13 Feb EHR: Electronic Health Records and Cost Challenges to Implementation
MedicalResearch.com: What are the main findings of the study?
Dr. Slight: Our study identified four main cost categories associated with the implementation of EHR systems, namely: infrastructure (e.g., hardware and software), personnel (e.g., project management and training teams), estates / facilities (e.g., furniture and fittings), and other (e.g., consumables and training materials). Many factors were felt to impact on these costs, with different hospitals choosing varying amounts and types of infrastructure, diverse training approaches for staff, and different software applications to integrate with the new system.
MedicalResearch.com: Were any of the findings unexpected?
Dr. Slight: In this study, we sought to categorise implementation costs that have a direct implication on processes and workflow. Productivity losses were found to be very difficult to track. For example, completion of a paper order form was routinely held to be faster than the new EHR system equivalent; however comparative completion times will vary by: individual; EHR software system; clinical functionality involved; level of training; and by level of staff performing the task. No hospital in this study monitored the task completion time of its staff; however complementary time motion studies, for example, may be useful.
MedicalResearch.com: What should clinicians and patients take away from your report?
Dr. Slight: With cost considered one of the most significant barriers to EHR adoption, it is important for hospitals and governments to be clear from the outset as to the categories of costs involved and the factors that may impact on these costs. We believe that the cost categories identified in this study can assist hospitals in the development of their business plans.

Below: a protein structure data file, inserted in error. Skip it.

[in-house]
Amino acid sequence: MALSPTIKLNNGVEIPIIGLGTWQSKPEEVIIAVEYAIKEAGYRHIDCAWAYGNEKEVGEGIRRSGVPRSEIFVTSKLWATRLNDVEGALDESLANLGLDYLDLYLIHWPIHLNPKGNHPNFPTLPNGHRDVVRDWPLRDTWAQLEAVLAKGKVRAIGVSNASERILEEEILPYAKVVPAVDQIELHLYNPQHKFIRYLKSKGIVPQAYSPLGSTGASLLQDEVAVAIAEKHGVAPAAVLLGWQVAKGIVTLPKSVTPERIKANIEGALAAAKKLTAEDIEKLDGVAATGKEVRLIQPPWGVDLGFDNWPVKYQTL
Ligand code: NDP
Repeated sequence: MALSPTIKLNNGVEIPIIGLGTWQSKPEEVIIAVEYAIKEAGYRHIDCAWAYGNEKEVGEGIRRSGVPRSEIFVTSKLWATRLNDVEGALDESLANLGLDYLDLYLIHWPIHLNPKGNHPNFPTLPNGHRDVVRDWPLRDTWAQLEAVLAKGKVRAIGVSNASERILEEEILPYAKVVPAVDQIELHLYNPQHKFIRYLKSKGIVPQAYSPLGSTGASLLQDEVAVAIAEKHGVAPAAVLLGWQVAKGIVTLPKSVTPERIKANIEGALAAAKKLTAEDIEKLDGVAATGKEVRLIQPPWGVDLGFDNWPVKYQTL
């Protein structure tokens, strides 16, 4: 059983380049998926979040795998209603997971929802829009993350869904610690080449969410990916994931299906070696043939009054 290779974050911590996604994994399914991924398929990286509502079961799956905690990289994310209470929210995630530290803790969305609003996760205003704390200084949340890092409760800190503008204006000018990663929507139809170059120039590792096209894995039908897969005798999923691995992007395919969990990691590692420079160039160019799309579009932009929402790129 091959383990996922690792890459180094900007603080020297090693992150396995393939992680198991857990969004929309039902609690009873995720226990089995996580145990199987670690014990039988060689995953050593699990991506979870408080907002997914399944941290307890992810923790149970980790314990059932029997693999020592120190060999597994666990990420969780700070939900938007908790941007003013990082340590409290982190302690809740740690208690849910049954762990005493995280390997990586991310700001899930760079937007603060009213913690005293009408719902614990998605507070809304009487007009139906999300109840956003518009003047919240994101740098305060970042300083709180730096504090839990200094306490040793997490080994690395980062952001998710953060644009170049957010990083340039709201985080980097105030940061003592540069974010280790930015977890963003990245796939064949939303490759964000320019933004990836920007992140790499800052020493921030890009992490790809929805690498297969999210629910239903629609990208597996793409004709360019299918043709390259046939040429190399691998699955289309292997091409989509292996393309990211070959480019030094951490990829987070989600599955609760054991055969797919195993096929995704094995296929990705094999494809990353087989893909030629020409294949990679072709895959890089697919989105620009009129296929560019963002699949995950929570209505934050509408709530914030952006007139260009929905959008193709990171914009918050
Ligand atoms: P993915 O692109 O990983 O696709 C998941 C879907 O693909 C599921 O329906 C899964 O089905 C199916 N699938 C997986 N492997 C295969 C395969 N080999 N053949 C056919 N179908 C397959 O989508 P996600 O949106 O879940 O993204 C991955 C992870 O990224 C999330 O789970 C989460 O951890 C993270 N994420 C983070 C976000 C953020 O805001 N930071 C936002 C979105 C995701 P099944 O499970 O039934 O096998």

MedicalResearch.com: What recommendations do you have for future research as a result of this study?
Dr. Slight: This study focused on the EHR systems being implemented as part of the National Care Records Service, which were all vendor-based systems. Clearly, the costs of implementing such systems may differ from those of a home-grown system, thus limiting generalizability. The unprecedented, nationally imposed system has now be superseded by locally chosen and implemented solutions, which in turn creates huge challenges around the secure exchange of confidential clinical information among disparate systems and health care settings. This is a potential area for future research.
A qualitative study identifying the cost categories associated with electronic health record
implementation in the UK
Slight SP, et al. J Am Med Inform Assoc
2014; 0:16. doi:10.1136/amiajnl-20